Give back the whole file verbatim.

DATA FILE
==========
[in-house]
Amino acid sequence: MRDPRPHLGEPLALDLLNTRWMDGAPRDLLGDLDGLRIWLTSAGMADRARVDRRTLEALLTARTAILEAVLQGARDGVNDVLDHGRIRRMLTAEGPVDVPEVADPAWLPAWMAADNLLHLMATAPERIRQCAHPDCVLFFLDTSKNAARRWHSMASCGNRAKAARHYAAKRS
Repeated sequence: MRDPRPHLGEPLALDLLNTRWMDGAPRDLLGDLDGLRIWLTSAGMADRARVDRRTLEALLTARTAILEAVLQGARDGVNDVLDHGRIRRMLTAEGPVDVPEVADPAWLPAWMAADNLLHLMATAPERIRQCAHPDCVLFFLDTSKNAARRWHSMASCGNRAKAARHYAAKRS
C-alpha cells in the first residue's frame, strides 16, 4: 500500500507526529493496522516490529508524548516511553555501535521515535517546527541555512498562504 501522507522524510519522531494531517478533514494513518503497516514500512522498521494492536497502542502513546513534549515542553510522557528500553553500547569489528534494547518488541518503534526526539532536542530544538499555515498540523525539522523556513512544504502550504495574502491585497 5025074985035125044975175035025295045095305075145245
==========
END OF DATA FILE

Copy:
[in-house]
Amino acid sequence: MRDPRPHLGEPLALDLLNTRWMDGAPRDLLGDLDGLRIWLTSAGMADRARVDRRTLEALLTARTAILEAVLQGARDGVNDVLDHGRIRRMLTAEGPVDVPEVADPAWLPAWMAADNLLHLMATAPERIRQCAHPDCVLFFLDTSKNAARRWHSMASCGNRAKAARHYAAKRS
Repeated sequence: MRDPRPHLGEPLALDLLNTRWMDGAPRDLLGDLDGLRIWLTSAGMADRARVDRRTLEALLTARTAILEAVLQGARDGVNDVLDHGRIRRMLTAEGPVDVPEVADPAWLPAWMAADNLLHLMATAPERIRQCAHPDCVLFFLDTSKNAARRWHSMASCGNRAKAARHYAAKRS
C-alpha cells in the first residue's frame, strides 16, 4: 500500500507526529493496522516490529508524548516511553555501535521515535517546527541555512498562504 501522507522524510519522531494531517478533514494513518503497516514500512522498521494492536497502542502513546513534549515542553510522557528500553553500547569489528534494547518488541518503534526526539532536542530544538499555515498540523525539522523556513512544504502550504495574502491585497 5025074985035125044975175035025295045095305075145245